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FutureStarrThe Future of Cable TV: ESPN's Move Towards Streaming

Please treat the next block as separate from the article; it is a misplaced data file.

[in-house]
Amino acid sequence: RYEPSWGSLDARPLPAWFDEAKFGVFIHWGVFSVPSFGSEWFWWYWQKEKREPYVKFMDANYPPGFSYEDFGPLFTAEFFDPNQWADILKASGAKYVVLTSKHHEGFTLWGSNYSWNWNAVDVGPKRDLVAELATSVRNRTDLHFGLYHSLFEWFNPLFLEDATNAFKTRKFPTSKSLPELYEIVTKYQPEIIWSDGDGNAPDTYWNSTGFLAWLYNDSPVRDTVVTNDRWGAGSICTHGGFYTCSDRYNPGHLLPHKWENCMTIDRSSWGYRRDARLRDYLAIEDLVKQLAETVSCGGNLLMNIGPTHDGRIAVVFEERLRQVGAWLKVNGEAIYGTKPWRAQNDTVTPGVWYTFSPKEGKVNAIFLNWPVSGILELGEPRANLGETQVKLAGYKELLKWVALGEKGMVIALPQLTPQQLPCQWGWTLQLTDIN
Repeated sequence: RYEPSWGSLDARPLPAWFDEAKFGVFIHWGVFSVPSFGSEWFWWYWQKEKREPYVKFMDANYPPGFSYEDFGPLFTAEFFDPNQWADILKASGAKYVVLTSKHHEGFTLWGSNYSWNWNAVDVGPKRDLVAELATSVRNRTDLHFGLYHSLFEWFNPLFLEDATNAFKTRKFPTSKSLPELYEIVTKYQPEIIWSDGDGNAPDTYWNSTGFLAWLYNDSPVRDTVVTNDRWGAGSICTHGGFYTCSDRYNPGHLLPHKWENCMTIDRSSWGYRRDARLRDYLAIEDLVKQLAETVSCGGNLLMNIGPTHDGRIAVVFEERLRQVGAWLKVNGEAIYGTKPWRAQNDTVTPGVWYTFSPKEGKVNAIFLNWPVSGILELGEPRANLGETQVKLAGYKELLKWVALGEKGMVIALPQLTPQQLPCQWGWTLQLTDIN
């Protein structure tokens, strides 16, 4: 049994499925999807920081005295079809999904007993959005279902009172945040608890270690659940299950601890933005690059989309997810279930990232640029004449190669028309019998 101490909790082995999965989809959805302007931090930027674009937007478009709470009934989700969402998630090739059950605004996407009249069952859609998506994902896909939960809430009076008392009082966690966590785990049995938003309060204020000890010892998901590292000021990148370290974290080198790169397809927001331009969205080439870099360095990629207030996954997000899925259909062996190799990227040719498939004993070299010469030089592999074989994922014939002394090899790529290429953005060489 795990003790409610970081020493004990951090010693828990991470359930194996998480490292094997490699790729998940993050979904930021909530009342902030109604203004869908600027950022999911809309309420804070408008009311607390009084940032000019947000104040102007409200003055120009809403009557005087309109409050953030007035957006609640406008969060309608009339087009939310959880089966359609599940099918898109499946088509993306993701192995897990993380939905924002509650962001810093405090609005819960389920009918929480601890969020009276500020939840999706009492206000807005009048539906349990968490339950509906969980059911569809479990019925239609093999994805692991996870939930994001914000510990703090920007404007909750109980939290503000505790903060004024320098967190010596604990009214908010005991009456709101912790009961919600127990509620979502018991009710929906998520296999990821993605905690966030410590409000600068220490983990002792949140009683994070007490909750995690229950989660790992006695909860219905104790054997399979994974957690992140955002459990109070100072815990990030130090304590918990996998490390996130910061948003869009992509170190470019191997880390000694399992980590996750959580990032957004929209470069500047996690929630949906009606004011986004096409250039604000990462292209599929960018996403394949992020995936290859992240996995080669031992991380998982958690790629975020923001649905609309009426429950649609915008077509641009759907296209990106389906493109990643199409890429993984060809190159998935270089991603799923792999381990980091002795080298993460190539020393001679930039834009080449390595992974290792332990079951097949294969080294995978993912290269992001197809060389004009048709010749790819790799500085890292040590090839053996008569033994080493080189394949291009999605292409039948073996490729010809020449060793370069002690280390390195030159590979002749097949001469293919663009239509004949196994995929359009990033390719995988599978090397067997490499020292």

Many still prefer cable TV and are likely to continue paying for it, though streaming services could become increasingly attractive alternatives. It is therefore crucial for the industry to develop effective strategies to retain people and keep them engaged with its offerings. One way is to provide better customer service on streaming platforms, where people may become frustrated while trying to reach an actual human being. ESPN’s Place in a Streaming-Dominated Sports World ESPN is an integral part of many sports fans' viewing experiences, providing highly produced shows about top leagues, players, and teams as well as exclusive rights for major events that can only be seen on its channels - like its coverage of the National Basketball Association March Madness tournament since 1980; one of television's most well-known and widely enjoyed events. But ESPN isn't alone in the streaming market. A number of media giants are betting that direct-to-consumer streaming services will become the norm for digital sports content delivery in the near future, such as Apple and Amazon, who already boast significant presence through standalone sports services with exclusive content available only through them. Companies like these have spent billions purchasing sports rights while using their platforms to sell additional streaming offerings that include movies and shows. ESPN must find its place in this new environment, and one approach could be making its over-the-top service, ESPN+, the primary destination for its sports content in the future. According to research notes issued by Barclays analysts, ESPN+ may become "self-sustaining force" by becoming the hub of live sports content delivery. As more people abandon traditional cable packages and opt for streaming-only services instead, ESPN+ streaming service will become even more necessary than before. How subscribers choose to pay either $10 per month or $100 annually could have an enormous effect on its future success and could change how its future unfolds. As more consumers transition away from traditional pay-TV providers and toward streaming subscriptions, live sports rights prices are expected to keep increasing. Therefore, traditional broadcasters are seeking ways to diversify their streaming offerings by acquiring or creating regional sports networks with more specialized programming offerings. ESPN stands out from competitors with its brand recognition, strong corporate backing and early adoption rates of streaming. That is why The Bowdoin Orient editorial team decided to support ESPN+ through our annual subscription. ESPN’s Streaming Strategy ESPN's future on cable TV remains in doubt, and more cord-cutters are opting for streaming than ever before, making the time right to offer an independent version of ESPN. Problematically, ESPN won't be able to survive solely on subscriber fees alone. An average cable subscriber pays about $120 monthly while its most popular channels bring in billions in annual revenues; by contrast, niche channels typically make only pennies each month. Current bundles make it challenging to drop ESPN without also cutting out popular channels, leading to a vicious cycle whereby the more popular networks push cable companies to add additional channels that increase cost and make it difficult for consumers to justify paying such an exorbitant sum for such numerous services. ESPN is taking steps to protect itself against losing a significant source of revenue by making major adjustments. They have begun simulcasting some live events on ESPN+ platform as well as negotiating exclusive rights for domestic sports - this allows fans to watch NFL and NHL games that air on ESPN in addition to its existing lineup of content. But that won't be enough to forestall its inevitable decline; more viewers are gradually making the switch from broadcast TV to streaming services, forcing sports networks like Fox to move closer towards direct-to-consumer if they want to remain afloat in this evolving marketplace. Disney's ownership of most of the media empire gives it the power to ensure ESPN's transition is as seamless as possible. They could package it with other services and offer comprehensive sports offerings comparable to Hulu, Paramount's new Peacock service and Fox streaming offerings. ESPN must find ways to monetize its expensive sports-broadcasting rights by selling access directly to consumers or it risks facing an uncertain future. ESPN’s Move Towards Streaming ESPN is well positioned to capitalize on the streaming revolution. Its app, ESPN+, has garnered an increasing following while live game broadcasts can also be found on Hulu and other services. But to increase revenue further still, ESPN could package its sports content together and sell directly to consumers - something it reportedly talks with other networks about doing as reported by CNBC. Such an initiative would represent a bold step as its current model relies on cable companies bundling it with bundles for subscribers' subscription. ESPN, like other media networks, generates billions annually through pay-TV subscription fees. While niche channels with limited viewing often charge just a few dollars monthly from subscribers, ESPN demands several times that amount from distributors - which explains why its loss of millions of viewers due to cord cutting poses such a serious threat for the industry as whole. The decline of traditional TV viewing and the proliferation of streaming platforms have forced sports leagues to revisit their longstanding business models. For instance, the NFL recently switched its Thursday Night Football games from Fox Sports and NFL Network to Amazon Prime and NBCUniversal's Peacock streaming service; such an action may lead to cable providers closing shop or offering direct-to-consumer services akin to Comcast's NBC Sports app. Disney is following suit by developing its upcoming streaming service Disney+ to compete directly with ESPN+, but switching to direct consumer access would present another unique challenge to ESPN: churn. As with other streaming providers, ESPN would face similar issues such as people cancelling before going back into a subscription once watching games is no longer desired - something other direct-to-consumer services do not need to contend with. ESPN is adapting to this changing reality by expanding their streaming service and including links on their website and app that direct people to other live game streaming services, according to CNBC. ESPN executives' confidence that they will continue dominating sports world despite more people opting out of cable TV is evident through these measures. ESPN’s Streaming Plans Streaming has given ESPN new ways to reach viewers, but it won't replace its traditional television audience. Bidding from tech companies with deep pockets has driven up sports rights prices significantly and made it harder for ESPN to justify how much it spends broadcasting events. ESPN has responded to this by expanding their streaming offerings with live games via ESPN+ and archived sports such as baseball, basketball, golf, hockey, tennis, soccer and UFC (excluding its pay-per-view events). ESPN+ can be found across most devices and platforms from Apple TV, Roku and Xbox One all the way through to Android smartphones. Future developments of ESPN+ may include expanding to cover all sports coverage, including live games. This would enable it to compete with Fox Sports, CBS Sports, and NBC Sports who all offer live sports streaming services and apps of their own. Such an action could prompt additional streaming services to follow suit further fragmenting pay-TV bundles while raising questions as to the sustainability of current models. Jimmy Pitaro, chairman of ESPN, recently stated that it's inevitable for them to move all live events from broadcast TV onto their streaming app, though such a decision would require the approval of Walt Disney CEO Bob Iger who owns both ESPN and its parent company Walt Disney. At present, the network is focused on increasing awareness of its live streaming services and building its user base. One strategy being considered by management involves including links on their website or app to direct viewers towards live sports broadcasts on other platforms - in exchange for providing these links, the network would earn a percentage of subscription revenue when someone signs up through its link - but wouldn't receive any cut if someone already subscribes through a competitor streaming service. This approach may present its own set of difficulties, particularly given streaming glitches that have plagued fans this season, from DirecTV's two outages of NFL Sunday Ticket to Amazon Prime Video's less-than-seamless debut of Thursday Night Football. But as pay TV subscribers continue to decrease and ad-supported streaming become more widely adopted, ESPN must find new methods of reaching its viewers.